Turk J Pediatr. 2021;63(5):855-866. doi: 10.24953/turkjped.2021.05.013.
BACKGROUND: Little is known about the relationship between sensory processing and motor development in very preterm infants. The purpose of this study was to explore the relationship of motor development with sensory processing among such infants with developmental delay and those who had typical development at the ages of 8 and 12 months.
METHODS: This prospective case-control study included 61 preterm infants (31 males, 30 females, mean gestational age: 29.1 weeks). The infants had a gestational age of 32 weeks or less and a current corrected age of 8 months, and they had spent at least 15 days in the neonatal intensive care unit. Motor development was assessed with the Neuro-sensory Motor Developmental Assessment (NSMDA), and sensory processing was evaluated with the Test of Sensory Functions in Infants (TSFI).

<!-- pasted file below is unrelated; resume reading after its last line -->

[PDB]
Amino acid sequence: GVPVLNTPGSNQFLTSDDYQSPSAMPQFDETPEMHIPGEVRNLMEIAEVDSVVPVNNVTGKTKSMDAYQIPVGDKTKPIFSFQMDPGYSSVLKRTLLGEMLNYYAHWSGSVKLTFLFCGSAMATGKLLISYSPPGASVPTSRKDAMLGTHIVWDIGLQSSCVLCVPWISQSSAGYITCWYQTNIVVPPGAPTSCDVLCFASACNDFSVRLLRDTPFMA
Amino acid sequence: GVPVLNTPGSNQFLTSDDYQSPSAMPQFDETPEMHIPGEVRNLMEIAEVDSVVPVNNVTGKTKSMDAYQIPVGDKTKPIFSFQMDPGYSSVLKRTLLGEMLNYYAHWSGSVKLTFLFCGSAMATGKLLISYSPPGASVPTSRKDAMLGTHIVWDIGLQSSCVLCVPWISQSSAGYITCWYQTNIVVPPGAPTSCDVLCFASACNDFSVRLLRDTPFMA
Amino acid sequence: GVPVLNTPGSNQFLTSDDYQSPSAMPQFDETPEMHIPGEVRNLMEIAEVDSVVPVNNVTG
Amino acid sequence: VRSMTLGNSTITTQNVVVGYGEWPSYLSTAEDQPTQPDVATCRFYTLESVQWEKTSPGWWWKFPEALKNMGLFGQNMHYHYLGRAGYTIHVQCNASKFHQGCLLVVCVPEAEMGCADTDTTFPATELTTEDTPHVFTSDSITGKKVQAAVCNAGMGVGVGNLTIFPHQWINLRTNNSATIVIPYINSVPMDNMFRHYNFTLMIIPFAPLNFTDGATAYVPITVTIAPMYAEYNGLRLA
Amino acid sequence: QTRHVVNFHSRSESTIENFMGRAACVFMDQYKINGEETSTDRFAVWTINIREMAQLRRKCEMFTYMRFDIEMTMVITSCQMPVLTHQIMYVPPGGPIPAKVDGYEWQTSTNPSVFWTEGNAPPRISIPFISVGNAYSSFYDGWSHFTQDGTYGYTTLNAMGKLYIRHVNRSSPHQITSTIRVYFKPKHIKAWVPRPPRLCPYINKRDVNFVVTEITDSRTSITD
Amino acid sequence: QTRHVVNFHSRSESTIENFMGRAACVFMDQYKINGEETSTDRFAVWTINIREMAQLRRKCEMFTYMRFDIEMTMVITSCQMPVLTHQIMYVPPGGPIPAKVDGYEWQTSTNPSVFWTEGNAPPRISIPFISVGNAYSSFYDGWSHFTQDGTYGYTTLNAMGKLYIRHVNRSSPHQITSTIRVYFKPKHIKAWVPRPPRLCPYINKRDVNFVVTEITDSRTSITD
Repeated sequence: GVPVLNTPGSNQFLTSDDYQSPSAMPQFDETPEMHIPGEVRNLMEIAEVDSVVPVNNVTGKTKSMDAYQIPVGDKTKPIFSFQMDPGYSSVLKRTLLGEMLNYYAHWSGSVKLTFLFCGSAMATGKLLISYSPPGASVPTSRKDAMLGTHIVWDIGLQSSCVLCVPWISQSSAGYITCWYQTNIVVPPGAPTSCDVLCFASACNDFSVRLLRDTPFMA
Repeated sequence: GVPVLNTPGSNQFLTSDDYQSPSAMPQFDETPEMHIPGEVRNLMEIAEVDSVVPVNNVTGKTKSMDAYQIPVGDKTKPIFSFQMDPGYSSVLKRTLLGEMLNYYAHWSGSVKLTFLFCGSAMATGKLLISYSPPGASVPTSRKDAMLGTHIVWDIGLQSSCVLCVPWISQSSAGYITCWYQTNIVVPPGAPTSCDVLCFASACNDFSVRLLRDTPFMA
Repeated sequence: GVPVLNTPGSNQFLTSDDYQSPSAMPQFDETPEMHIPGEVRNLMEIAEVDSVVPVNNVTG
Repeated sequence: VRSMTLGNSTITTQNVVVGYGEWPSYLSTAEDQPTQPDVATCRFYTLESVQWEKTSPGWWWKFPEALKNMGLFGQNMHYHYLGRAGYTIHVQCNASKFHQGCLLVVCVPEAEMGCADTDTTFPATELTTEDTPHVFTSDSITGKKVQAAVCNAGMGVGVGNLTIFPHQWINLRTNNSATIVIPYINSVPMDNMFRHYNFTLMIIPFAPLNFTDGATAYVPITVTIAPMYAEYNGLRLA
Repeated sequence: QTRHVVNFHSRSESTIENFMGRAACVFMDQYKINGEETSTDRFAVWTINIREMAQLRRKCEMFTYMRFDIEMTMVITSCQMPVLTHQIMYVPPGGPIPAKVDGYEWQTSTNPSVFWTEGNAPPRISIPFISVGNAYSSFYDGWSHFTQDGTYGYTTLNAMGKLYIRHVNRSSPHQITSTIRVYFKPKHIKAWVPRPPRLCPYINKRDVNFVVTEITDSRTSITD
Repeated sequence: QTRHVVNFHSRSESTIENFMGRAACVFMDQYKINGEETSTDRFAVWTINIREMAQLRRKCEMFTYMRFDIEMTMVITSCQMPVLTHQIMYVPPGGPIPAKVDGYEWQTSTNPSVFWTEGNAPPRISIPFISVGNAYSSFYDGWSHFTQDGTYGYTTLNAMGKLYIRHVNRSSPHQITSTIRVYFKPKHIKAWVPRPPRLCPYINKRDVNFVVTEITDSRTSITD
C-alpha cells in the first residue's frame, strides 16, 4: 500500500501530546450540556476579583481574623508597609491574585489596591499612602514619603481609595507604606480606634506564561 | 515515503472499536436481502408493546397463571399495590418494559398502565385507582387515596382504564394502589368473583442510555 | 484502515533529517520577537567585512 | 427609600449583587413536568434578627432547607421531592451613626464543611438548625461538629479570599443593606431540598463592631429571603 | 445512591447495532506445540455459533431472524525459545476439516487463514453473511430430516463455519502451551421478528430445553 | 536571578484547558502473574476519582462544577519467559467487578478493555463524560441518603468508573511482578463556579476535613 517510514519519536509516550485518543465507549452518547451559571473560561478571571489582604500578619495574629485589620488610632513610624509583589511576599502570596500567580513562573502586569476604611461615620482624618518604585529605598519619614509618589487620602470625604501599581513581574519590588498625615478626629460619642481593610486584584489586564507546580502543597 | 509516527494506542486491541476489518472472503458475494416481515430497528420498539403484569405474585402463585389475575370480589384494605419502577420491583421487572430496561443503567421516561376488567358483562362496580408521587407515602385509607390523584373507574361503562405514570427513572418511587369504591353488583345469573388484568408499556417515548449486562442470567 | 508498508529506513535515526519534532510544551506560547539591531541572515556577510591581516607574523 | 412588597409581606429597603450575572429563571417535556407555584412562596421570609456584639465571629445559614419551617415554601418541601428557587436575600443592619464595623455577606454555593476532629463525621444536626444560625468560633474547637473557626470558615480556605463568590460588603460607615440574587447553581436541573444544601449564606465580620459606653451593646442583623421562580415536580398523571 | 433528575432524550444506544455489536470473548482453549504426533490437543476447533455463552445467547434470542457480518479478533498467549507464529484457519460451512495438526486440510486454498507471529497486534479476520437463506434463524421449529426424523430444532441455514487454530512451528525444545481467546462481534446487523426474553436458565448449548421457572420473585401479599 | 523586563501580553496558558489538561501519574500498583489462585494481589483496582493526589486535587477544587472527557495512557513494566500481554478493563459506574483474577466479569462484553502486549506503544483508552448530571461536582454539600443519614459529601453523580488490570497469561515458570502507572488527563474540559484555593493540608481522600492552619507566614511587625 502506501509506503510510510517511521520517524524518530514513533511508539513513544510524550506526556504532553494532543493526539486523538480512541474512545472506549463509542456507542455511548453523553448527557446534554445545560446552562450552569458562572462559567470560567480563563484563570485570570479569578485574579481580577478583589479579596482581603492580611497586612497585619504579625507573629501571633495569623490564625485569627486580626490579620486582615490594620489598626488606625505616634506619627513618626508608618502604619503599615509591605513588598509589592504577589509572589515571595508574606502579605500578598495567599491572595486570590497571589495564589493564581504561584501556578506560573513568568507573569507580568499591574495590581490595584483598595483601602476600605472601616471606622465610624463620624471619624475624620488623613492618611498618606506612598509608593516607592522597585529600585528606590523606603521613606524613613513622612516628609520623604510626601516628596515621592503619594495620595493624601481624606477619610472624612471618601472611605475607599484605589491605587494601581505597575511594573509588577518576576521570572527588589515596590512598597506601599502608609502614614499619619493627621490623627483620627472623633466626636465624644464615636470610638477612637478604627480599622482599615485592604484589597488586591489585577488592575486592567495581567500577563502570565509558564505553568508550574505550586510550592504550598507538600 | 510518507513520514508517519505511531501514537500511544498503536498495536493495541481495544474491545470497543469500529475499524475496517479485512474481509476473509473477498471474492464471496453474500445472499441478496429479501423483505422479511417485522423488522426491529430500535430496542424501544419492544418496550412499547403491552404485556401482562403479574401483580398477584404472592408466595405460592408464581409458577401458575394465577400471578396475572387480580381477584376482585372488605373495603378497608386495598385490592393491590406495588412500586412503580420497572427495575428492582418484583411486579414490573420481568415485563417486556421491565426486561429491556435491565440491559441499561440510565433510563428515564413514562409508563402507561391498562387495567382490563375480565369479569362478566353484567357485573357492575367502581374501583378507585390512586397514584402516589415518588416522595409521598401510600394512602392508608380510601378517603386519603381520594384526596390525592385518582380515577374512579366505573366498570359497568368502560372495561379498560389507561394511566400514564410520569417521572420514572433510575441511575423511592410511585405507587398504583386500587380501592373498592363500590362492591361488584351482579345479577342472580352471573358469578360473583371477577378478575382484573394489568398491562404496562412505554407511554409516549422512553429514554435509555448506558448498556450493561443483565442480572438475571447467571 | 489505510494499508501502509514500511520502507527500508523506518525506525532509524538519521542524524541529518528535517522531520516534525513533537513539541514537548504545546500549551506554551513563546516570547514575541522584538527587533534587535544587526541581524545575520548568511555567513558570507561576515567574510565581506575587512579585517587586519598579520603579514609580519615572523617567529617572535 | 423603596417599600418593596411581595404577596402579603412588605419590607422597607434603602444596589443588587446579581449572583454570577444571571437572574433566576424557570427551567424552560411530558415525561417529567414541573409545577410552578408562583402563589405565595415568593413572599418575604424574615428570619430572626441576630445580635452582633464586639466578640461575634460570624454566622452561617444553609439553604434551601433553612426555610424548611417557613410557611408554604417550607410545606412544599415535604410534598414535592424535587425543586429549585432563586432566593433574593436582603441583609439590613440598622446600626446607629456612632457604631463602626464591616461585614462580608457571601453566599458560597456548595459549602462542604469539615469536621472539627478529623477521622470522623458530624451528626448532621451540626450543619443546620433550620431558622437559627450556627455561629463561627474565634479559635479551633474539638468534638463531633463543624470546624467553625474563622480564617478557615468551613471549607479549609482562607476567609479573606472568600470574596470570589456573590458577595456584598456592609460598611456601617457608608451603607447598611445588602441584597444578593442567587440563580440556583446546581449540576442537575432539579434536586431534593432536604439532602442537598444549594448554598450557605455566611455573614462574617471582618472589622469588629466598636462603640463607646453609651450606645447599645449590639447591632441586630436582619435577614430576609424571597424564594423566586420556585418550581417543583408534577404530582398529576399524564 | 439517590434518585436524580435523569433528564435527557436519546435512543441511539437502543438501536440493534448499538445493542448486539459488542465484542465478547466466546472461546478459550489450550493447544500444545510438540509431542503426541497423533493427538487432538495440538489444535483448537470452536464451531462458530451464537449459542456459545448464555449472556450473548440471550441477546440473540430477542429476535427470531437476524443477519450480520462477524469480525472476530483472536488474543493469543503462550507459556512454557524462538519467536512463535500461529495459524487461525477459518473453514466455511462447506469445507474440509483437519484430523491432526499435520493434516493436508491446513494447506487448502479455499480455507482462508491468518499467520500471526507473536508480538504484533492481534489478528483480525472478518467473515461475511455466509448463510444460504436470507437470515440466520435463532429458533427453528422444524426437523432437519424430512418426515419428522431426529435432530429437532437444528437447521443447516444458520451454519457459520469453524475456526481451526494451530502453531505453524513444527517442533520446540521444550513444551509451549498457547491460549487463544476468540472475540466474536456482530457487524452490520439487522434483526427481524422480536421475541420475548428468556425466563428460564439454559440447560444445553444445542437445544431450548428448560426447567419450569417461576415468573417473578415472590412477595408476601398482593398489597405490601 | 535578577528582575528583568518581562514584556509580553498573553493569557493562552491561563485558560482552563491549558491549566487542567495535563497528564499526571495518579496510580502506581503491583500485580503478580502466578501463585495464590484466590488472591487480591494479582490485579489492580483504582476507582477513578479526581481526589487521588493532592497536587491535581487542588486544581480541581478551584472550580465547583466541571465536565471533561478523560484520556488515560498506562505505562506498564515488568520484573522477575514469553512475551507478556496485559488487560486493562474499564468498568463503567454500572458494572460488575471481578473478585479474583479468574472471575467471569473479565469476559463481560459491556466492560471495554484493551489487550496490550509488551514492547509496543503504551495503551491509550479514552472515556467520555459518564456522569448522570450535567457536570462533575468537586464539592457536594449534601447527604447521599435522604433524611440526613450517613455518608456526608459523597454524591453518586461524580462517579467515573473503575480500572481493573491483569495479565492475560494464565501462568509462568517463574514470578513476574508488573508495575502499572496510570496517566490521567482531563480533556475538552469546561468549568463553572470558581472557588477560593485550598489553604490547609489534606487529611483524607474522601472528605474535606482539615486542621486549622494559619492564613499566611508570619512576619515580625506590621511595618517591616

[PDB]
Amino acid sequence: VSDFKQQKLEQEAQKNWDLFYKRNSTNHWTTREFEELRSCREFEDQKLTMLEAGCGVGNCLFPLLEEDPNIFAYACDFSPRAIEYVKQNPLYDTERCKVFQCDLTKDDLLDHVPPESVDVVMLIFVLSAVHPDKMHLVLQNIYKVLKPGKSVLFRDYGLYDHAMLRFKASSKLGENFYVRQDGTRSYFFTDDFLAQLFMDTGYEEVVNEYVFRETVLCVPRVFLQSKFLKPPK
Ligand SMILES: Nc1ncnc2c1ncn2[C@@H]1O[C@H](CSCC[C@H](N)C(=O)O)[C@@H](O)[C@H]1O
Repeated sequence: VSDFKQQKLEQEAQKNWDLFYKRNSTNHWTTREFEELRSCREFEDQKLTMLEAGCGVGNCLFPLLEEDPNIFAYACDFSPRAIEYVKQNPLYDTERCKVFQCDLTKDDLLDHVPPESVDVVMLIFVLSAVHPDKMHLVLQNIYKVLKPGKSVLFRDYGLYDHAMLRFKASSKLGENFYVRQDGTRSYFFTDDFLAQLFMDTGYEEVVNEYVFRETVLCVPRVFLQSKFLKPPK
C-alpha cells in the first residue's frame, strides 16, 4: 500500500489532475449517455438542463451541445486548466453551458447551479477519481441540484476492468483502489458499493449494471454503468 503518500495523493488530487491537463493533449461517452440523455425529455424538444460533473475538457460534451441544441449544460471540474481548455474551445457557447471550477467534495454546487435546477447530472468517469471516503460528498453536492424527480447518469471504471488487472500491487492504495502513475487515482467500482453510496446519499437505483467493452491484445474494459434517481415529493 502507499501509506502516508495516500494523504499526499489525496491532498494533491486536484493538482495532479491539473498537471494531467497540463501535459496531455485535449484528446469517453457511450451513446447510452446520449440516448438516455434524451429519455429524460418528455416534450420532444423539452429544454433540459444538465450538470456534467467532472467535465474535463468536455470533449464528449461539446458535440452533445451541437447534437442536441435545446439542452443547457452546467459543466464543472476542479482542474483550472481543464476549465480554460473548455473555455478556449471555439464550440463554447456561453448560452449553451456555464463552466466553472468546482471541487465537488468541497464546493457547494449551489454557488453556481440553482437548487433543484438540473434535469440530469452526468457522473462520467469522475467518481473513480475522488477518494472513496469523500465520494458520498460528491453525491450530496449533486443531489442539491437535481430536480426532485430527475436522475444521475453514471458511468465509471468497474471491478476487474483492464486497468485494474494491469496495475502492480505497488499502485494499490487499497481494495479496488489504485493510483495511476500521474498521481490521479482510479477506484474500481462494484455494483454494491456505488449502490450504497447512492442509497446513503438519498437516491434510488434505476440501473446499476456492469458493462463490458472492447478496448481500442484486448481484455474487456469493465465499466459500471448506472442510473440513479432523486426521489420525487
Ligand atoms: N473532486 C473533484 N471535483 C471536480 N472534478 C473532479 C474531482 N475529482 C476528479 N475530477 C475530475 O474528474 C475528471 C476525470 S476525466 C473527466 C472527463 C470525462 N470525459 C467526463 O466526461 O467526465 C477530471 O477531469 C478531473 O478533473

RESULTS: There were very strong positive correlations between the gross and fine motor scores of the NSMDA and the TSFI`s subdomain scores and total scores (r=0.85-0.93, p < 0.001). There were also very strong negative correlations between the functional level according to the NSMDA and the subdomain scores and total scores of the TSFI (r=-0.89-0.94, p < 0.001).
CONCLUSIONS: The results show that sensory processing and motor development are related parts of the development of very preterm infants. In the early rehabilitation process, therapists should comprehensively take motor and sensory development into consideration.
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